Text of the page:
Dear cat-owning friends,
Allergy season is officially here—at least for me, it is! I’ve just busted out my Claritin-D and it’s getting some serious daily use. Cats manifest allergies in many ways, but one of the key ones is by “getting itchy”. Thankfully, skin allergies are not as common in cats as they are in dogs, but it’s equally frustrating to deal with (if not more so with cats because of the limitations in the number of drugs available to control the itching). Your options are pretty much limited to steroids, antihistamines (that are bitter tasting and not as effective in moderate to severe cases of allergies) or immunosuppressive medication.
When you see a cat that has been scratching excessively, it breaks your heart because you want to help them, but you don’t know how to. They can mangle themselves up so badly that they develop a skin infection.
So where do we begin with these itchy cats?
Well first off, we oftentimes want to skin scrape (if indicated) them to make sure it’s not related to underlying skin mites or parasites. This entails literally scraping the skin to the point where we see a little bit of bleeding and looking at that sample under a microscope for skin parasites. Once this is ruled out and we have determined that it’s allergies or have a high index of suspicion of it, then I usually have a talk with owners about the causes of allergies and how I work it up.
There are three main causes of skin allergies: 1. fleas 2. food hypersensitivity 3. Environmental (everything else).
01 Fleas: Yes, just because your cat is indoor doesn’t preclude them from flea allergies. I’ve seen a good handful of cats (mine included) who are strictly indoors have live fleas on them. This happens because either an owner dragged them in, they sit by a window that may be ajar, or they are exposed to it by other pets. So just because your cat is indoor only, doesn’t mean that fleas are never around. Also just because you don’t see it, does not mean fleas do not exist. That being said, the easiest way to rule it out would be to put them on a dose of a flea preventive monthly (that will be in my next topic – appropriate flea preventives for cats). You can also usually tell if it’s from fleas based on the location of any skin lesions. Most often, there will be flea dirt, scabs, or skin infection along the lower back/tail region.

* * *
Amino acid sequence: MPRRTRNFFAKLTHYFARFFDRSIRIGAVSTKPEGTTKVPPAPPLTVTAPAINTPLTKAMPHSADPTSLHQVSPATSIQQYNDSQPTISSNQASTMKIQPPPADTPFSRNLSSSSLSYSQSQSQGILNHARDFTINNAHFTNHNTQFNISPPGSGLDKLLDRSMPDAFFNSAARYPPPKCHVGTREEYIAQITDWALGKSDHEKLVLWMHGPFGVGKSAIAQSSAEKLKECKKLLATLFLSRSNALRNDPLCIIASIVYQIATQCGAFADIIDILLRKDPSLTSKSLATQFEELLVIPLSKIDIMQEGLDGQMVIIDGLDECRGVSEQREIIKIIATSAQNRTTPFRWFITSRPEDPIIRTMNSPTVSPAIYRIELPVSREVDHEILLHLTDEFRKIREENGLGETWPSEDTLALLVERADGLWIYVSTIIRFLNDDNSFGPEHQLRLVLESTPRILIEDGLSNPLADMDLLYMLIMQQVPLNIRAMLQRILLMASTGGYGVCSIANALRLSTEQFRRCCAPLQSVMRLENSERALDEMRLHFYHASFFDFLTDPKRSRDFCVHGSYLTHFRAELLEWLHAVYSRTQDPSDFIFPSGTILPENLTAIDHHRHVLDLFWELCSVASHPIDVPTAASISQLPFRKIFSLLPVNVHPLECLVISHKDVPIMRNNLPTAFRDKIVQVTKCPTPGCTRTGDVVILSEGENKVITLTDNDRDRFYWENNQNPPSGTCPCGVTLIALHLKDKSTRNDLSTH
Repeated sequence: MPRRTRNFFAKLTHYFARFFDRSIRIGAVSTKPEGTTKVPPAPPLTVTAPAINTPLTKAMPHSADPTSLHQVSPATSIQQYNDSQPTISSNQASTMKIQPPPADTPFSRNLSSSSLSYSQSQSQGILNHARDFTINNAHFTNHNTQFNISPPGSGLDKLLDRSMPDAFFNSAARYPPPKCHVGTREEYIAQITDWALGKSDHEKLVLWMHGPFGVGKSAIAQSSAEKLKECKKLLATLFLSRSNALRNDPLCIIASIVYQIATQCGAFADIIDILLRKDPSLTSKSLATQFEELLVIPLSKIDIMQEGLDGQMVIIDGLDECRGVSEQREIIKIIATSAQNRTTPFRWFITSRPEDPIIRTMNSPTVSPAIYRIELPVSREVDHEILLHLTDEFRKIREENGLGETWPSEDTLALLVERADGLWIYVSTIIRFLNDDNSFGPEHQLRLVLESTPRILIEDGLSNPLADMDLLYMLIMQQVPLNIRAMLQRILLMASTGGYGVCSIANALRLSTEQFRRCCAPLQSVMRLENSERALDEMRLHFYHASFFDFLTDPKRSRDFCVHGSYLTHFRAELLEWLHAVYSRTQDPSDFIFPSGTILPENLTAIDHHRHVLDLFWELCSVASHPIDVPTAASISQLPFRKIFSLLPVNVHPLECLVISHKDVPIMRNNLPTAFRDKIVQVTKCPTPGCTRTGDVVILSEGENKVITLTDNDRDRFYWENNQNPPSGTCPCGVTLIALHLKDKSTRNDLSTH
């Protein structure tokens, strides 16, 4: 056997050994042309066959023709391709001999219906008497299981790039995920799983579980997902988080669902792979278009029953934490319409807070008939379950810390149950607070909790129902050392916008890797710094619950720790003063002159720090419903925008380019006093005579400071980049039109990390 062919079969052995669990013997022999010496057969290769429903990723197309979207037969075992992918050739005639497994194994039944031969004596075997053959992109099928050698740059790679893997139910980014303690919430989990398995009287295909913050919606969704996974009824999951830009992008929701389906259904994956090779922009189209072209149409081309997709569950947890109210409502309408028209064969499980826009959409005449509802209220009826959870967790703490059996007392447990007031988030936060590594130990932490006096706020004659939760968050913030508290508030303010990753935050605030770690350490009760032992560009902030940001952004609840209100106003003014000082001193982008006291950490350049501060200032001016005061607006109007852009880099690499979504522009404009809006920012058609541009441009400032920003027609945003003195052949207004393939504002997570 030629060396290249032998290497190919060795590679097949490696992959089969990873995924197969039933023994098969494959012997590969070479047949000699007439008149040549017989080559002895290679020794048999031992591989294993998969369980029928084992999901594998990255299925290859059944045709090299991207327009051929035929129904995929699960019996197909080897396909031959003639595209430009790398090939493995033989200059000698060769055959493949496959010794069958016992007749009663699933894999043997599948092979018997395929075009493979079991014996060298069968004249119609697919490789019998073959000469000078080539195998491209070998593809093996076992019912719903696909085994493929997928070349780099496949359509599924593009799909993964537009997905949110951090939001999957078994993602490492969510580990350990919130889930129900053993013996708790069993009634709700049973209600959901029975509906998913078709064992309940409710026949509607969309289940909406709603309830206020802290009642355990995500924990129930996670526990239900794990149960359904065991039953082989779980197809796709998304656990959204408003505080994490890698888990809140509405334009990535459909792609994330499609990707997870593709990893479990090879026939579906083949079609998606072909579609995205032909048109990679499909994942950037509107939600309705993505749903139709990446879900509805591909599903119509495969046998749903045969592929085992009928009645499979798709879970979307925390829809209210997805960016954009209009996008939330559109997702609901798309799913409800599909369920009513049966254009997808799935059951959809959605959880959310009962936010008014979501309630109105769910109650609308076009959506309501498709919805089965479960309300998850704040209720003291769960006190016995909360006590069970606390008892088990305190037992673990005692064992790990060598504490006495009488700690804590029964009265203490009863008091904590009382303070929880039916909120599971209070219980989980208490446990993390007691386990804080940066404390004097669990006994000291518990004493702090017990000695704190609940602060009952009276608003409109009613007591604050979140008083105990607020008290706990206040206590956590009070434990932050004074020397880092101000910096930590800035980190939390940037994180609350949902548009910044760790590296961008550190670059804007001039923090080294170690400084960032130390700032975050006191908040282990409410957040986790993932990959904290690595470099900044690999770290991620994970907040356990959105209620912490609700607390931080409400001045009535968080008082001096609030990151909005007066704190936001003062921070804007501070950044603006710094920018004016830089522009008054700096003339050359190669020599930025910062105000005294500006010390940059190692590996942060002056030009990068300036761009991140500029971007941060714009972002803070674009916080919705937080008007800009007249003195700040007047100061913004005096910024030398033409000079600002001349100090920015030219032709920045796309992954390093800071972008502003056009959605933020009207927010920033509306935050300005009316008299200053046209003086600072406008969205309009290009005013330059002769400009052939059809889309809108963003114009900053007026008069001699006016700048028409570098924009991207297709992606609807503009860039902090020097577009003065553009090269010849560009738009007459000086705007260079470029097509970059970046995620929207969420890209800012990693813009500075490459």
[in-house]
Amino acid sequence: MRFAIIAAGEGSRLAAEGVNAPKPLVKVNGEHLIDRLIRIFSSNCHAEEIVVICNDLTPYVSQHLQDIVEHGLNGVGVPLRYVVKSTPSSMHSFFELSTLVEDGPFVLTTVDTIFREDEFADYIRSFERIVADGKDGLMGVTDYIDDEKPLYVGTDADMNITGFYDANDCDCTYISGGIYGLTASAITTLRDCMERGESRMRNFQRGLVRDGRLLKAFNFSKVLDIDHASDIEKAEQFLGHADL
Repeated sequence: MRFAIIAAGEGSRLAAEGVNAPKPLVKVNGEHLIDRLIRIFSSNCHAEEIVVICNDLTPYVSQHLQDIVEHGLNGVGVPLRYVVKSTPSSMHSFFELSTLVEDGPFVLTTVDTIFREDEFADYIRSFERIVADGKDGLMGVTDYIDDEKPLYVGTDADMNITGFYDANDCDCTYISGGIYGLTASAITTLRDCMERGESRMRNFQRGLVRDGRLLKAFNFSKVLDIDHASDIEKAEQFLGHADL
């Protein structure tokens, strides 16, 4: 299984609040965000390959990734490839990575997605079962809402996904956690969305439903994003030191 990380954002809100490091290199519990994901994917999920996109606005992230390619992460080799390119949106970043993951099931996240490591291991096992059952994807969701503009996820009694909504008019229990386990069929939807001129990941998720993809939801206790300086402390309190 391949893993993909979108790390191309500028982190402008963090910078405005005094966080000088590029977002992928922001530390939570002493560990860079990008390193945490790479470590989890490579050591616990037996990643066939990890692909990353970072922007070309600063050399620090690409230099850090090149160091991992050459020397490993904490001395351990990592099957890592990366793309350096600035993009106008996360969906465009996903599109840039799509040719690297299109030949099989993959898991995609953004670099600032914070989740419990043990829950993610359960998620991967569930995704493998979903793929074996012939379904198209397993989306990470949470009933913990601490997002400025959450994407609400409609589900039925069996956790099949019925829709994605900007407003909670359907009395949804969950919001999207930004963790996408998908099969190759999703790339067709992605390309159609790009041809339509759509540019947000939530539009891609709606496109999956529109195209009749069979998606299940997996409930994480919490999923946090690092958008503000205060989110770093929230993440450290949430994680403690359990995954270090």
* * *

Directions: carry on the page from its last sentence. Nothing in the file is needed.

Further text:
02 Food: Once we have ruled out fleas via regular flea prevention and your cat is still itchy, then we consider food as the next rule out. There are a plethora of grain-free diets out there. It’s not just the grain that cats can be allergic to, though, it’s also the protein source. Ideally, what you want is either a novel protein AND carbohydrate source or consider a HYDROLYZED diet. This means that the protein and carbohydrate has been finely broken down to the point where the immune system doesn’t recognize it as foreign and therefore does not have an adverse reaction to it. Veterinary Dermatologists recommend a minimum of 8 to 10 weeks on this particular diet with no other food source such as treats or flavored chewable supplements/medications. If your cat does well, you can consider challenging them with their regular/original diet to see if they itchiness returns. Alternatively, if they respond to this diet well, then they should be on a strict hypoallergenic diet indefinitely. Please see your veterinarian for appropriate hypoallergenic diets because there are a PLETHORA of diets that claim to be hypoallergenic diet and people do their own “trial” with these over the counter diets that may not accurately rule out a true food allergy.
03 Environmental: If food and fleas have been ruled out, then the last scenario is environmental allergies. This is the most frustrating because it can literally be ANYTHING in the environment: dander, pollens, dust mites, trees, etc. This is typically where I talk to owners about seeking a veterinary dermatologist for intervention. Yes, there is such a thing! General practitioners like specialists for reasons like this—because this is ALL that they deal with. There are two types of tests you can run—one is a blood test that measures antibodies (or the body’s response) to particular allergens. Another test (performed by a dermatologist) requires sedation and a skin test. The skin test (done in humans too) involves injecting allergens within a shaved area of skin and determining what your cat is allergic to based on how raised and red the areas are (how reactive the skin is to the particular injected allergens). The goal of these tests being immunotherapy—injecting those same allergens that your cat is most allergic to back into them in low doses so their body becomes desensitized to them. The goal is not 100% resolution (though that’s ideal), but hopefully to minimize the allergies significantly or to a point where maybe a topical treatment or an occasional antihistamine is needed.
Allergies in cats are very frustrating as a whole. I don’t like having this talk with clients not only because it’s a lengthy discussion, but it’s frustrating for owners and I can sense it. It requires a lot of back and forth conversation with your veterinarian and it can be extremely costly as well. This is why it’s very important that you commit to a full workup of it. In the end, you may end up spending just as much, if not more, in the treatment of these recurrent flare ups and skin infections as it would take to try to get to the root of the problem.
In a separate post, we will talk about the different types of therapies that you can use to manage the allergies.
Thanks for reading,
Dr. Theresa Loo